Top Movers

BoE caught out on a limb as sovereign bond yields rise?

By Alex Bueso - Editor-in-Chief

Date: Friday 16 Aug 2013

BoE caught out on a limb as sovereign bond yields rise?

Long-term sovereign bond yields rose notably across the globe in the past week. In particular, rates in the U.S. seem to be advancing faster than expected, apparently lifting the cost of capital world wide. Ironically, that is a testament to the better than expected health of that economy, the world´s largest. Yet in the very short-term it may push rates higher more quickly than desired by policy-makers in other geographies, such as the Eurozone and the United Kingdom.

So much so in fact that it may yet force the Monetary Policy Committe´s [MPC] 'hand' on the question of further quantitative easing, according to some observers, although for now the emphasis from analysts seems to be on a strengthening of so-called “forward guidance.”

There are also those who believe that excessive strength in Sterling is as yet unjustified. One such expert is Bill Hubard – Chief Economist at

As of 18:00 PM on Friday evening U.S. 10 year Treasury yields were at 2.82%, a two-year high. Benchmark bid-yields last closed above this level at 2.858% on the 29th of July 2011, according to Tradeweb.

That came on the back of another positive surprise, Stateside, on Thursday. Data showed that over the last week initial unemployment claims dropped to an annualised rate of 315,000, their lowest since October 2007. In parallel, the latest consumer price data [CPI] came in as expected, assuaging the fears of disinflation which exist in some corners.

Interestingly, both unemployment and inflation are ´lagging´ indicators, so the ´bears´ [for fixed-income] may be over-extending themselves. However, when looking out to the medium-term the fact remains the U.S. is widely thought to have turned a corner some time ago. Furthermore, some economists´ estimates for second-quarter economic growth in the States have veered sharply into positive territory of late. Barclays Research, for one, now estimates that economic activity expanded at a 2.4% annualised pace during that time interval, versus the 0.5% seen only two month´s ago courtesy - chiefly - of a much better than expected reading for the country´s trade balance in June.

No surprise then perhaps that the latest Bloomberg consensus shows roughly two-thirds of analysts factoring a start to the tapering of the Fed´s asset purchase programme in September, versus the only 50% which expected that to occur thirty days back.

Naturally, as the American economy rights itself it will support growth elsewhere. Hence the improvement in expectations for economic activity - with the important derivative of lessened financial tensions [note the recent outperformance by Eurozone periphery debt markets] - world-wide.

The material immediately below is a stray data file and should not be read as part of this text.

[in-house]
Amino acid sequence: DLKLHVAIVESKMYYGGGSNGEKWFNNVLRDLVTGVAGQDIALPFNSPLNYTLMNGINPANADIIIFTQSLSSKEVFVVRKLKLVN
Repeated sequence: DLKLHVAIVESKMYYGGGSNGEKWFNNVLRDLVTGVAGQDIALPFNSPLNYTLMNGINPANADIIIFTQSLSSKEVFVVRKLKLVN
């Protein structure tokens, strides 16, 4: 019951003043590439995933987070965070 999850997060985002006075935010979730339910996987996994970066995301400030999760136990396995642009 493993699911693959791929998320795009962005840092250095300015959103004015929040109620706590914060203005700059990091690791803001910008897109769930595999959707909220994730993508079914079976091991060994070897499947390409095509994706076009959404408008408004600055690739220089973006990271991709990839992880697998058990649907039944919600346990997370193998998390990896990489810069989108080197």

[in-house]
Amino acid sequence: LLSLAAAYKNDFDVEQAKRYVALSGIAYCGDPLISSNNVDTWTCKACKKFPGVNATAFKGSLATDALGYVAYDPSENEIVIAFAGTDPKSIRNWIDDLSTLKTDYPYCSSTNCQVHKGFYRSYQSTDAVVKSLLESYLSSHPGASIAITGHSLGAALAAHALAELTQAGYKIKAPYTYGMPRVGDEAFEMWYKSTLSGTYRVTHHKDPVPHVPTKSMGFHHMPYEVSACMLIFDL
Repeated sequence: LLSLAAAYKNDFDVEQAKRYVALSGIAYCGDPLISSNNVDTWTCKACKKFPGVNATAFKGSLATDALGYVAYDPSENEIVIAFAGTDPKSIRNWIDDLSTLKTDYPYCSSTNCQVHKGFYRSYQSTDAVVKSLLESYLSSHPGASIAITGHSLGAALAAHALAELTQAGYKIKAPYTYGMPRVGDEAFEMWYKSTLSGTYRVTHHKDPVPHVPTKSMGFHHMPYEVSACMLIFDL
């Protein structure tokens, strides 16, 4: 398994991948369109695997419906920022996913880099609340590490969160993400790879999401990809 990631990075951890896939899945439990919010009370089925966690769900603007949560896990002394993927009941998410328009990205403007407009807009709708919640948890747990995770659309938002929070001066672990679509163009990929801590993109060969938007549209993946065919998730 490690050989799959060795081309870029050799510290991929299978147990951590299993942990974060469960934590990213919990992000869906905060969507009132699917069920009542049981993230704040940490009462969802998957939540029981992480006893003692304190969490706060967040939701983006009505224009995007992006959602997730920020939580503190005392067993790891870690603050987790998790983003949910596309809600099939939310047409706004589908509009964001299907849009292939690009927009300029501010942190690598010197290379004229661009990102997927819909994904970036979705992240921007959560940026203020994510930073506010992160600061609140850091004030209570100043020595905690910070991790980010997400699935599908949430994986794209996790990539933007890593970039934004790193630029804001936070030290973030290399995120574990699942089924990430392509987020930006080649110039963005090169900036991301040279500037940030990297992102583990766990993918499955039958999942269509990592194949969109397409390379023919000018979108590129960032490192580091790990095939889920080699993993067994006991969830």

And who can pay the highest price?

Unfortunately, a somewhat negative side-effect of the above is that capital moves towards where it can obtain the highest rate of return. At the moment the biggest and strongest economy in the world, and with the most developed capital markets, is still the U.S.. Further, history shows that when its economy is firing on all cylinders the U.S. tends to attract capital at a voracious pace, mitigating some of the benefits to the rest of the world arising from higher imports to it.

Gilt yields dragged unjustifiably higher?

Not to be missed in that regard is the fact that over the last five days yields on 10 year Gilts have rising to the 2.70% mark, from 2.46%, also rising to two-year highs. German long-term interest rates also hit an 18 month high that day.

Much as in the U.S. said rise in rates points to confidence on the part of economic agents. Thus, at the start of the month the National Institute for Economic and Social Research [NIESR] revised its forecasts for economic growth in Britain higher for this year and next. The 'think-tank' now expects the economy will grow by 1.2% this year, and by 1.8% in 2014, three tenth´s of a percentage point more than had previously been estimated.

However, such an increase in yields, particularly if it were to continue, could have a pernicious effect on the U.K. economy. Precisely in that regard, analysts at Morgan Stanley on Thursday wrote to clients saying that: "Tighter financial conditions are the last thing the Bank wants and, as such, we believe that Carney will attempt to verbally push back market pricing over the coming weeks."

To make matters worse, Sterling has historically strengthened alongside a strong U.S. economy. Additionally, exports to the States still account for a very large proportion of Britain´s sales overseas - IMF data shows - and as is well known there is a desire on Downing Street to 're-balance' the economy.

One must also take into account that there are still non-neglible risks surrounding prospects – especially - for the Eurozone´s economy and even further afield, in China.

Perhaps more irksome, markets may implicitly be asking if the MPC may not have backed itself into a bit of a corner to the extent that it expects unemployment to come down more slowly - and inflation to rise less quickly - than markets do. Simply put, in the short-term (but not so in the medium-term) they may be on to something.

Even so, and as Danske Bank explains to clients, in general liquidity is expected to be ample for a very long time, with policy rates in the US and Europe on hold at least until 2015. Therefore, the search for yield and money going into risk markets is likely to continue in the medium-term.


Email this article to a friend

or share it with one of these popular networks:

Top of Page